Reports issued by human rights organizations have outlined similar patterns of violence. Karim Khan, the International Criminal Court (ICC) prosecutor, told the U.N. Security Council in July that his office had begun investigating alleged atrocities in West Darfur, including extrajudicial killings, arson, and looting. Earlier this month, the United States imposed sanctions on two senior RSF figures, including Abdelrahim Hamdan Dagalo, the paramilitary’s deputy leader. Dagalo described the U.S. decision as “unfair” and based on information “from one side.”
Hassan Zakariya, who ran one of two field hospitals that operated in El Geneina during the violence, shared a list of names of more than 880 people he said had been killed between April 24 and June 9. The full toll, he estimated, was more than 4,000 dead and at least 10,000 injured. More than 290,000 people have fled the city for Chad, according to an estimate by the United Nations refugee agency (UNHCR). Before the violence, El Geneina had about half a million people as of 2022, according to the U.N. children’s agency (UNICEF).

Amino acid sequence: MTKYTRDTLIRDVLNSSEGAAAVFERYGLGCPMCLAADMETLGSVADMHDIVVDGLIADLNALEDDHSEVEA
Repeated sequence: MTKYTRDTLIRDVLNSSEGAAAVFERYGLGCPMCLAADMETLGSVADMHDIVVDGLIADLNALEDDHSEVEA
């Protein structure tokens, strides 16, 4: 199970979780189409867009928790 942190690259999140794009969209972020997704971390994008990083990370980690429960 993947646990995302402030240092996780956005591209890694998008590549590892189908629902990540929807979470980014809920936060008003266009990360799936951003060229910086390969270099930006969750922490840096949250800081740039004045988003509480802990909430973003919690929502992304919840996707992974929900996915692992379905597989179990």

Violence erupted in Darfur days after war broke out between the Sudanese army and the RSF in Khartoum, some 1,400 kilometers to the east. The fighting in the Sudanese capital started on April 15, sparked by tensions between the army and the RSF over a plan to integrate their forces as part of a transition to civilian rule. The army, along with the RSF, had taken over in a coup in 2021, two years after toppling long-time dictator Omar al-Bashir.
Khartoum has been devastated by air strikes and artillery as the army has battled RSF fighters, who have taken up positions in homes, hospitals and schools. RSF fighters have been accused by human rights groups of looting and widespread rape in the capital. Hundreds of civilians have been killed.
In West Darfur, home to 1.8 million people, the violence was not confined to El Geneina. Reuters spoke to 30 people in towns across West Darfur, one of five states in the Darfur region. They described bloody ethnic targeting and being expelled from their land by the RSF and its allied militias. Many said their homes were burned to the ground. Satellite images of West Darfur show areas with burn scars where residents reported attacks. The U.N. refugee agency said tens of thousands of people from these areas have fled to Chad.